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01.2008

Massachusetts Beverage Business

archivedOnWineReport

VIVE le COME BACK!

Article By: MBB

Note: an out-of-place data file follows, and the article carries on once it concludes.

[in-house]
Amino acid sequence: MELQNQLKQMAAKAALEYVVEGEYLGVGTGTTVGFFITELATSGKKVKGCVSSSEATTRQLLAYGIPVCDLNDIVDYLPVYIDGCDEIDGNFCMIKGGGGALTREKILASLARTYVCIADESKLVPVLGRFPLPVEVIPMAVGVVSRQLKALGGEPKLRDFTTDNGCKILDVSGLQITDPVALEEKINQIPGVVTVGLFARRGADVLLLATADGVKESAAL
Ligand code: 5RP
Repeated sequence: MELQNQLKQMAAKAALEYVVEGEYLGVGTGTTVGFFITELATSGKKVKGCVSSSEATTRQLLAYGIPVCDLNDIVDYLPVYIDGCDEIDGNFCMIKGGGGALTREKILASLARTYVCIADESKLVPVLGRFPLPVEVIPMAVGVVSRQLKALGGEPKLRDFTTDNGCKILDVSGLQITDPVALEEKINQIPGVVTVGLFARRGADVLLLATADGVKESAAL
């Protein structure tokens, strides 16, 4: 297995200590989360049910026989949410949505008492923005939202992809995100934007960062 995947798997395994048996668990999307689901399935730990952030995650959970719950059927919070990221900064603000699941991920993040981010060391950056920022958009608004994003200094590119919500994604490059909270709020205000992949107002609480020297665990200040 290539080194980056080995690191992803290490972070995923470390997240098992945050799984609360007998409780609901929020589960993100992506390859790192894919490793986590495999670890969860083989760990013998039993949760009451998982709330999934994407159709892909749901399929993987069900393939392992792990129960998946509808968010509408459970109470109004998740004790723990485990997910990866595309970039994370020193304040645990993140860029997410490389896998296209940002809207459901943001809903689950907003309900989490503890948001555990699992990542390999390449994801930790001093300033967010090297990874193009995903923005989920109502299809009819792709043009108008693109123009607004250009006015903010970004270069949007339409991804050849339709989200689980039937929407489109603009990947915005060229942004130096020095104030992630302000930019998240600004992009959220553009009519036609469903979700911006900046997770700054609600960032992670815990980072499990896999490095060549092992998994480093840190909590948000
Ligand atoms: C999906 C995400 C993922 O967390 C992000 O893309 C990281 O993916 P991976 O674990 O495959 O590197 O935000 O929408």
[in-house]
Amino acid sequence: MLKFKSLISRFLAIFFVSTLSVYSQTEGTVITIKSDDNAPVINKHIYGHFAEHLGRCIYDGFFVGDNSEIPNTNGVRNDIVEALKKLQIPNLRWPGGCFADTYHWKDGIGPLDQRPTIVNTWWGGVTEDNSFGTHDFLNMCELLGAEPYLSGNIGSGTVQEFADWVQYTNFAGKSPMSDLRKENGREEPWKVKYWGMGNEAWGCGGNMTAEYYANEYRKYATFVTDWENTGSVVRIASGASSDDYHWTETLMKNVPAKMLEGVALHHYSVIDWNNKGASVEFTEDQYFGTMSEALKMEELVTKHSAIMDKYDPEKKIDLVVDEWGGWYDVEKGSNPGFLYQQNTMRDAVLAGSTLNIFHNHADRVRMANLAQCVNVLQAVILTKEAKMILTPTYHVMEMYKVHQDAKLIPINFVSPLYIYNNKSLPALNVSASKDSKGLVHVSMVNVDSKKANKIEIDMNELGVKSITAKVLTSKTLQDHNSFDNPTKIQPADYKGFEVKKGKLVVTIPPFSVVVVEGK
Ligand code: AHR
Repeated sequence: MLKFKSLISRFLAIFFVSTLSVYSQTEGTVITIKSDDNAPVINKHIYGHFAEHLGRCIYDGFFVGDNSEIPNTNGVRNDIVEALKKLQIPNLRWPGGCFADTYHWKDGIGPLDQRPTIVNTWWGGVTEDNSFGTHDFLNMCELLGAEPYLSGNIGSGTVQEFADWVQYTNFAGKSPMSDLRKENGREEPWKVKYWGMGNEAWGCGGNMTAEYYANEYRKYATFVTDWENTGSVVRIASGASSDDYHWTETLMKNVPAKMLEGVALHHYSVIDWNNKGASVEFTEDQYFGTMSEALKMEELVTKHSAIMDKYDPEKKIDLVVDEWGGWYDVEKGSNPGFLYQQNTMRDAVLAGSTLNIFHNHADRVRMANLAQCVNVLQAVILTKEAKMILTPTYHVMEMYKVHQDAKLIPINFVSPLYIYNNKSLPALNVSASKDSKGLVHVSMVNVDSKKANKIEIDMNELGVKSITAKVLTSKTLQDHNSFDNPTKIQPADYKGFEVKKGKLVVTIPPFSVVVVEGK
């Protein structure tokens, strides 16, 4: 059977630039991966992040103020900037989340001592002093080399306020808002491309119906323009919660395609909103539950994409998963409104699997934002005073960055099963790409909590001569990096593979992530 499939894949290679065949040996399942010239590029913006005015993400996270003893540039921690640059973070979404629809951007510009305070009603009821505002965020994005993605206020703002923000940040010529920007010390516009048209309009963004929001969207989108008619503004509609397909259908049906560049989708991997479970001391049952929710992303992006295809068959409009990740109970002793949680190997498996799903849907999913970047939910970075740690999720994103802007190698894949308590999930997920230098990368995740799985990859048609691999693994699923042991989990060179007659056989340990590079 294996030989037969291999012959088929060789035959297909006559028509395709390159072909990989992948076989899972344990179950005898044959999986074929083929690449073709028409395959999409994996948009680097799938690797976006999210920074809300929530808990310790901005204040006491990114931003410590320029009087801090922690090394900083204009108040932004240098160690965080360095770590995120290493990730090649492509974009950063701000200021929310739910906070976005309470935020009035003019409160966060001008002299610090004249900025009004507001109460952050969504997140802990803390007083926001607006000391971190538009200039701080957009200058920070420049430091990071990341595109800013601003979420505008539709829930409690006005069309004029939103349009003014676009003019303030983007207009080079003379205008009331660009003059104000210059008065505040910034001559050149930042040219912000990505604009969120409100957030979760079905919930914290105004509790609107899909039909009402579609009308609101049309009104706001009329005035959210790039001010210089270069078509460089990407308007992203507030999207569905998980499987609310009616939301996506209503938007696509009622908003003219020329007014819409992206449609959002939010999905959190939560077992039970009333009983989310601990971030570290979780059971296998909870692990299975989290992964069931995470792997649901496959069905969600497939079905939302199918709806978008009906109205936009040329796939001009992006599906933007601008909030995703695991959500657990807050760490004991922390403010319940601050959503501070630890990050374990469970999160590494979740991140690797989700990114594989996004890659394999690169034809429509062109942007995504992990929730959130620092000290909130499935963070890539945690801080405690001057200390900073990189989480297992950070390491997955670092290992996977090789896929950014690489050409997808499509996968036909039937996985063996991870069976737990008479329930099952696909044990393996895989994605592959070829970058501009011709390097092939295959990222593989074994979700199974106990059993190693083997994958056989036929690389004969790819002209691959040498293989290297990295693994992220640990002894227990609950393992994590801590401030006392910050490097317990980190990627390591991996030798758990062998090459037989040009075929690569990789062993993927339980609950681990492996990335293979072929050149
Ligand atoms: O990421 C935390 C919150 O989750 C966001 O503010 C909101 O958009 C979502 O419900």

TIMES HAVE BEEN TOUGH lately in the French wine business but things may be on the upturn. After years of watching foreign taste buds respond to innovative New World wines, French wine and spirit makers appear to be making their way back into the global market. Exports in the first half of the year rose 7.5 percent to 4.16 billion euros ($5.62 billion), France's export federation said in August. The Federation of Wine and Spirit Exporters France, or FEVS, said Champagne and Cognac sales led the increase. Wine sales showed more modest growth, which reflected expansion in the global wine market. Philippe Casteja, the federation's president, said the industry should not rely on Champagne, the drink of choice for celebrations around the world, to prop up sales. "Spirits and Champagne remain two undeniable locomotives for our results," he said in a statement. "This bright spot should not make us forget the need to pursue the necessary reforms" in order "to rediscover a durable competitiveness on all market segments of still wines." Champagne exports rose 13.1 percent to 9O4 million euros ($1.2 billion). Spirit export sales rose 9.1 percent thanks to a 23 percent increase in Cognac sales. Still wine exports rose 4.1 percent to 1.94 billion euros ($2.62 billion), with mixed results from region to region. Burgundy wines charted a 2O.9 percent increase while Bordeaux wines saw a 2.4 percent drop. French wines are regaining market share in the global market, Casteja said, noting that sales in the US are increasing. He said he expected exports for the full year to be "good" with an increase comparable to the first half. However, he did say that it was too early to tell how adverse weather conditions in Europe this year would affect the harvest. Over the last decade, the French wine industry has seen declining consumption at home, coupled with dwindling demand for French wine abroad. Wines from countries such as Australia, Chile and the US outpaced French exports for the first time in 2OO3. Sales in France - which still accont for about two-thirds of national wine production - have been hurt by anti-alcohol campaigns and tougher drunk driving laws. Chronic overproduction has compounded the problem, sending surplus wine to the distillery to be boiled down to pure alcohol. In 2OO5, quality wines joined the ranks of cheap table wines that are distilled. The EU's top agricultural official suggested digging up unprofitable vineyards last month and ending subsidies for the distillation of unsellable wine. EU Farm Commissioner Mariann Fischer Boel also wants to simplify and streamline the system of geographical origins to make European wines more attractive to consumers. Under the current system, wines are labeled according to small regions of origin, or terroir. New World wines rely more on production methods for their reputation. They are also more likely to be categorized by their grape variety or blends rather than by region. French vintners - and the powerful lobbies that represent them in the European and national parliaments - are fighting proposed EU changes, claiming they would discard centuries of tradition in favor of New World technique. What's really impressive is that, in the face of all this, sales are again rising. You have to hand it to the French, when it comes to wine and Cognac, they are nothing if not determined.

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